The moment the cloud explodes

How do you make the invisible visible? This is the central premise of The Cloud, a project that I’ve been working on as a technologist in residence at LIL. The idea originated as a visual joke about the cloud: the vaporous metaphor we use to describe the distributed servers that host remotely-run software and infrastructure.

Initially, I was curious about the effects of the applications and services LIL runs (see this post for a more detailed look at the cost of, and thought it would be interesting to visualize when users were interacting with one of our apps. From there the idea grew and melded with my other interests: what if, rather than just notifying us that users were interacting with us, we could be reminded of something specific, such as the carbon emissions of an action? What would that look like?

Obviously, it had to include a cloud. And when do you see clouds? In a thunderstorm! What if a cloud emitted little lightning strikes every time someone created a Perma Link?

A cloud with a lightning bolt descending from it.

That seemed a little too hard. What if instead, it rained?

A cloud in the middle of a rain shower.

I pursued this idea a bit, finding resources to create a smart water pump that I could program to respond to our API. But I hesitated–all that water around all those devices–the idea seemed too wet to execute.

What if we found a way to represent rain that wasn’t literal rain? That could work. We could use LEDs, and program them to look like rain was falling every time someone created a new link.

A cloud against a screen of LEDs.

This seemed like a physically reasonable project, but it wasn’t quite hitting the mark. Why was the cloud raining every time someone hit our API? What did that have to do with carbon emissions and climate change?

Instead, I decided to simplify the conceit. A user scrolls through various digital activities (such as a Google search or mining bitcoin) and their associated carbon footprints, culled from various sources.

Four screenshots of the Cloud application, showing different amounts of carbon emissions on the screen.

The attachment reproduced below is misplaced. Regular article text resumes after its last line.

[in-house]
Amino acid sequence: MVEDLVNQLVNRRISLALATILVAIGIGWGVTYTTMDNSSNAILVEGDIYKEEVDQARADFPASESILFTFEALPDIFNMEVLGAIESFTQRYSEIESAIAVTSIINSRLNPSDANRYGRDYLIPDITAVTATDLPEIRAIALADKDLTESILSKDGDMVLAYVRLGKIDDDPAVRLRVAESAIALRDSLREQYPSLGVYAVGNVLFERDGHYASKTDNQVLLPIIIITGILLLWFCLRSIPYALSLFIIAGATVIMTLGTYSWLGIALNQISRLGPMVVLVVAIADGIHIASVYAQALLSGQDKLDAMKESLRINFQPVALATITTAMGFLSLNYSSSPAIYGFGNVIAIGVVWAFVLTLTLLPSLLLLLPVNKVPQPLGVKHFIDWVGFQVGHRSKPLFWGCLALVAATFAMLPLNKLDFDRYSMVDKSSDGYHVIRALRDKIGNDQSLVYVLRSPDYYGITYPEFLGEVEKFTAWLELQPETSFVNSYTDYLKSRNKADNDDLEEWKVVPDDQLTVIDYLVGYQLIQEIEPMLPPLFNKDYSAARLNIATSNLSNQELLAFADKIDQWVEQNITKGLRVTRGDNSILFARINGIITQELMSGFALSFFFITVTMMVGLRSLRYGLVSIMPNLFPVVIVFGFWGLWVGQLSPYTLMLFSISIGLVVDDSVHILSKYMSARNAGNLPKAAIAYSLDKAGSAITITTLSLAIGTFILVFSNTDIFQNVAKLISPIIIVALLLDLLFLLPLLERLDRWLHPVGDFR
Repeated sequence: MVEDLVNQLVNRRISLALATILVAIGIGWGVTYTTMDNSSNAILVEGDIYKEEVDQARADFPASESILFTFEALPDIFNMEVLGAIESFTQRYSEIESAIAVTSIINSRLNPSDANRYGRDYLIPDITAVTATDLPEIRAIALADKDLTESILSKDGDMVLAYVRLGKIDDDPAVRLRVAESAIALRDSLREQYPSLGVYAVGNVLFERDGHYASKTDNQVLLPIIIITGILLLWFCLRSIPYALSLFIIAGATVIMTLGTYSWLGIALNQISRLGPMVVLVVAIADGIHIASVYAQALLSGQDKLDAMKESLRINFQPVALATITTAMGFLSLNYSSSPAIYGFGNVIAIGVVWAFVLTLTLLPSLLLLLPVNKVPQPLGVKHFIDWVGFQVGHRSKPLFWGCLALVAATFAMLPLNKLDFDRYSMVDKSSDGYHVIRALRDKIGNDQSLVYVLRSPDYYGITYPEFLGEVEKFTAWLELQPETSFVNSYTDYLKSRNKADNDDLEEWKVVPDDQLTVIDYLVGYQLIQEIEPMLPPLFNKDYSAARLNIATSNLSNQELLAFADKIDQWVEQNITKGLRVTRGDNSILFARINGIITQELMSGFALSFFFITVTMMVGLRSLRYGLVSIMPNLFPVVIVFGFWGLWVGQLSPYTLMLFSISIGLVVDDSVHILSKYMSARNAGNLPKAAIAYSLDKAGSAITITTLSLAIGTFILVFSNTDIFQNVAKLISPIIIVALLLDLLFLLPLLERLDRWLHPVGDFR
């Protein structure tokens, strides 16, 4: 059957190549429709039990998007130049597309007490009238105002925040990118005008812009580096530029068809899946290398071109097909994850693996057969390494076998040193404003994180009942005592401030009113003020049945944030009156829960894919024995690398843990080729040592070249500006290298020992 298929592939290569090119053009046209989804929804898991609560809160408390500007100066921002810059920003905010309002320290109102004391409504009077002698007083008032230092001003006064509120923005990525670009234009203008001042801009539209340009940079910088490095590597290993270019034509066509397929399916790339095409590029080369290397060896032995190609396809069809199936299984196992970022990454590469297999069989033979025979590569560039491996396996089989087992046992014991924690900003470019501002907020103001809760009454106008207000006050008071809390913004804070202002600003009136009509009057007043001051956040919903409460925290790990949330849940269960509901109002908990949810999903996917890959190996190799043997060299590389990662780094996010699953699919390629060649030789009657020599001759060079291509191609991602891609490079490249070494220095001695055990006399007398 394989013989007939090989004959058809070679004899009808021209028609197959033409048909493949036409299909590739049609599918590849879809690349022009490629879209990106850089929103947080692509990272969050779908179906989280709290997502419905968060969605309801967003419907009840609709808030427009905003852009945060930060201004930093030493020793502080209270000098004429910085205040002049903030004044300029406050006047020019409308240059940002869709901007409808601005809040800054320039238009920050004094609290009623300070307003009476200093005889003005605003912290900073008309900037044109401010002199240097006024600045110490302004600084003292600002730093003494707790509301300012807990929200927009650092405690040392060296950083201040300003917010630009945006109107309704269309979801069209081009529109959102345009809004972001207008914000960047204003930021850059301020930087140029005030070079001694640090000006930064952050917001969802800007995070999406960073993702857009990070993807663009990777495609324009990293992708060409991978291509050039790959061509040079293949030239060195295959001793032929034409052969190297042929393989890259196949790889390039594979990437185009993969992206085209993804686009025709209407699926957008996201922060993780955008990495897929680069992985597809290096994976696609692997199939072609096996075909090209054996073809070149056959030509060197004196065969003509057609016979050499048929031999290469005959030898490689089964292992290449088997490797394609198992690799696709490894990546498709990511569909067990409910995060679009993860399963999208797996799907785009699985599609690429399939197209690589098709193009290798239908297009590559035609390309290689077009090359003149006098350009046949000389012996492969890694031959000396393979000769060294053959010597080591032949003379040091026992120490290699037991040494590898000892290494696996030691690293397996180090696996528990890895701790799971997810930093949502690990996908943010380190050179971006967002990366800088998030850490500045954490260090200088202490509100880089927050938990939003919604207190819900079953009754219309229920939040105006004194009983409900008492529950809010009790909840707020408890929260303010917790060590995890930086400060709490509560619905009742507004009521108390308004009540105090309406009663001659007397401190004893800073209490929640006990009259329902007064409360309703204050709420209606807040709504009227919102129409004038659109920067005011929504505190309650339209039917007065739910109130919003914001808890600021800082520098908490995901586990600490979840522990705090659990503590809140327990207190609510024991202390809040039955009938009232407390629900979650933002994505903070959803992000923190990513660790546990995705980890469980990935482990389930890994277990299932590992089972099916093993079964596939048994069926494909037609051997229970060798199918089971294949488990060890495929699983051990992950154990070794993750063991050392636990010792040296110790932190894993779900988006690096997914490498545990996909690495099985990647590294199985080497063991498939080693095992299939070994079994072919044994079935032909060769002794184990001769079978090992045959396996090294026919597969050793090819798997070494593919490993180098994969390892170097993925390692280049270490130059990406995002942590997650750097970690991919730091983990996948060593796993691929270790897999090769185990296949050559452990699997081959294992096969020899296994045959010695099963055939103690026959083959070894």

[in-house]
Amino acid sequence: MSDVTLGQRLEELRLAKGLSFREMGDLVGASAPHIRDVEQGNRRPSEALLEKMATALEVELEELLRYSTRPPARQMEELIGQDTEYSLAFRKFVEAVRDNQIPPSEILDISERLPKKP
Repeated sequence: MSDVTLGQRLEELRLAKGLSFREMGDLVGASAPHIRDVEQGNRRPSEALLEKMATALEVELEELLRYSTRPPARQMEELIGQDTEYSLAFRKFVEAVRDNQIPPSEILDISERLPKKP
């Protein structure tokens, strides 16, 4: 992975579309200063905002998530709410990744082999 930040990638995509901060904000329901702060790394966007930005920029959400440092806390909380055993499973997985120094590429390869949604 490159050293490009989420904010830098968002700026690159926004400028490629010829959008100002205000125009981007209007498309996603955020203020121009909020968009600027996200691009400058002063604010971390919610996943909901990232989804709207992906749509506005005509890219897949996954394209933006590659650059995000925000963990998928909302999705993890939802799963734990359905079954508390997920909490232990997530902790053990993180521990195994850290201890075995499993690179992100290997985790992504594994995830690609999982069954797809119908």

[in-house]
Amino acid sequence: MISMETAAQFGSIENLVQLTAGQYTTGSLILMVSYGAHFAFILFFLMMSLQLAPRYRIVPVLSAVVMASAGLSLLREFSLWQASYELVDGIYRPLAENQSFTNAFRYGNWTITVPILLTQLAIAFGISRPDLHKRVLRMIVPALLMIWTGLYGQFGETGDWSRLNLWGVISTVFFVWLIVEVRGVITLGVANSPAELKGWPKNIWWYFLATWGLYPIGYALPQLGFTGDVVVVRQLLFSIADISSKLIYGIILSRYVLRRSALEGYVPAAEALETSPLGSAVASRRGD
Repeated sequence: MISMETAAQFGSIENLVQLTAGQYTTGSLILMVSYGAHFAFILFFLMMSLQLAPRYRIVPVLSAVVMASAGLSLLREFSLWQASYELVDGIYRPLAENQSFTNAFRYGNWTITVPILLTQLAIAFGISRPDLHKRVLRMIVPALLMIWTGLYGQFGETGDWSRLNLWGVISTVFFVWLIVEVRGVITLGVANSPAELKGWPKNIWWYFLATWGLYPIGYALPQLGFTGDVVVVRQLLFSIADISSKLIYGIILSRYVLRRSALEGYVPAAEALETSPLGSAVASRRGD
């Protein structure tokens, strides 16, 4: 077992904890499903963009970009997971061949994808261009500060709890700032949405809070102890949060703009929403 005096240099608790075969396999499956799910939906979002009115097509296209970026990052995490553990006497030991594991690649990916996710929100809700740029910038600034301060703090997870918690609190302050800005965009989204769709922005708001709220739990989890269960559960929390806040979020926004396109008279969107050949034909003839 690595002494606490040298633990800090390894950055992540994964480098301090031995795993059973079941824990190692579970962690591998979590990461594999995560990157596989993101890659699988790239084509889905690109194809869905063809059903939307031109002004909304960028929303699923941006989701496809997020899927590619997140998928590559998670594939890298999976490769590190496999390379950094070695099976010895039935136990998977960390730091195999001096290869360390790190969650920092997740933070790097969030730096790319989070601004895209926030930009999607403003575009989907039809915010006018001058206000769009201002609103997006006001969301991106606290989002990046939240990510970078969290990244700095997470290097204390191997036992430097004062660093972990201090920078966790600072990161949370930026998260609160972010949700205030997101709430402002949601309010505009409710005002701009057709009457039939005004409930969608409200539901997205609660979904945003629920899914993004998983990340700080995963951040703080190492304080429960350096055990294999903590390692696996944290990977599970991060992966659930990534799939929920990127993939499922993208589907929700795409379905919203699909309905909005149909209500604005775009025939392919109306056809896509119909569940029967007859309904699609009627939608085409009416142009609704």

Four screenshots from the Cloud app

The cloud responds by growing at each step, until it ultimately explodes.

I was lucky enough to be able to try it out on students, staff, and faculty at Harvard Law School’s Caspersen Student Center.

The cloud application and attachment set up in the Casperson Student Center.

Looking over the shoulder of a student using the app.

Two smiling students interact with the Cloud app.

A student interacts with the Cloud app.

Running the pop-up events provided invaluable insights. Some users were shocked and said that they had never previously considered the carbon impact their digital lives might have. There were those who were simply delighted by the project and found the cloud itself a relatively benign presence. Others found the cloud and its conceit somewhat terrifying–especially as it grew larger and appeared to be on the edge of bursting. Many wanted to touch it, and most wanted to know what steps they could take to lower their personal footprints. This is a tough question to answer given that the sources of impact are so diffuse, but some suggestions include extending the life of your electronics and avoiding passive consumption. Putting pressure on companies to reveal the environmental impacts of their products could also be an effective tactic because having that information would enable users to make more informed choices about their purchases. The takeaways from the pop-ups confirmed my suspicion: that this is an area ripe for further education.

I hope to bring the Cloud to other locations (such as libraries), to continue to use it as an education tool. The code itself is available in a GitHub repo with instructions for how to build the cloud attachment for anyone who wants to create their own.

A glowing cloud floats above the Seattle skyline.

Special thanks to:

  • Amitabh Shrivastava
  • Ben Steinberg
  • Greg Leppert
  • Tal Nagourney